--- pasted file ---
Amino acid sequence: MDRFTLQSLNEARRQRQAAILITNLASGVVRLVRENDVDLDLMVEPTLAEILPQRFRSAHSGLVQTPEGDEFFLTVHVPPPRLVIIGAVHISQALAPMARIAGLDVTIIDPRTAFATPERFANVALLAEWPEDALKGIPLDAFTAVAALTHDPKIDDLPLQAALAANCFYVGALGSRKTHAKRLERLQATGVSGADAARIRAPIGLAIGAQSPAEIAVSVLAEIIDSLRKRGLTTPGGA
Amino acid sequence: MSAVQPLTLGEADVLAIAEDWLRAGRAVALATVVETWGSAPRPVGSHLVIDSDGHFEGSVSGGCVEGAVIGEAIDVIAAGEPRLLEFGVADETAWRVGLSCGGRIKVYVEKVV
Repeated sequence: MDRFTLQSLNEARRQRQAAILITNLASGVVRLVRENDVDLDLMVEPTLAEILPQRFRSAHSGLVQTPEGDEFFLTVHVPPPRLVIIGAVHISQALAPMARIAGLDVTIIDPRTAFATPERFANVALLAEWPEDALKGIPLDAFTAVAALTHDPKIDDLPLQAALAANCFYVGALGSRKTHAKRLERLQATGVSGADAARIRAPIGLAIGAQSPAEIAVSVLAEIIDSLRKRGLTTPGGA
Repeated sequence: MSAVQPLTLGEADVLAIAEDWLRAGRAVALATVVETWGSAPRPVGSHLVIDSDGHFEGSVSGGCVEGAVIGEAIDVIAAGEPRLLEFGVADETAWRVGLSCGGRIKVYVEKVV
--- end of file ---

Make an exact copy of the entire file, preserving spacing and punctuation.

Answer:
Amino acid sequence: MDRFTLQSLNEARRQRQAAILITNLASGVVRLVRENDVDLDLMVEPTLAEILPQRFRSAHSGLVQTPEGDEFFLTVHVPPPRLVIIGAVHISQALAPMARIAGLDVTIIDPRTAFATPERFANVALLAEWPEDALKGIPLDAFTAVAALTHDPKIDDLPLQAALAANCFYVGALGSRKTHAKRLERLQATGVSGADAARIRAPIGLAIGAQSPAEIAVSVLAEIIDSLRKRGLTTPGGA
Amino acid sequence: MSAVQPLTLGEADVLAIAEDWLRAGRAVALATVVETWGSAPRPVGSHLVIDSDGHFEGSVSGGCVEGAVIGEAIDVIAAGEPRLLEFGVADETAWRVGLSCGGRIKVYVEKVV
Repeated sequence: MDRFTLQSLNEARRQRQAAILITNLASGVVRLVRENDVDLDLMVEPTLAEILPQRFRSAHSGLVQTPEGDEFFLTVHVPPPRLVIIGAVHISQALAPMARIAGLDVTIIDPRTAFATPERFANVALLAEWPEDALKGIPLDAFTAVAALTHDPKIDDLPLQAALAANCFYVGALGSRKTHAKRLERLQATGVSGADAARIRAPIGLAIGAQSPAEIAVSVLAEIIDSLRKRGLTTPGGA
Repeated sequence: MSAVQPLTLGEADVLAIAEDWLRAGRAVALATVVETWGSAPRPVGSHLVIDSDGHFEGSVSGGCVEGAVIGEAIDVIAAGEPRLLEFGVADETAWRVGLSCGGRIKVYVEKVV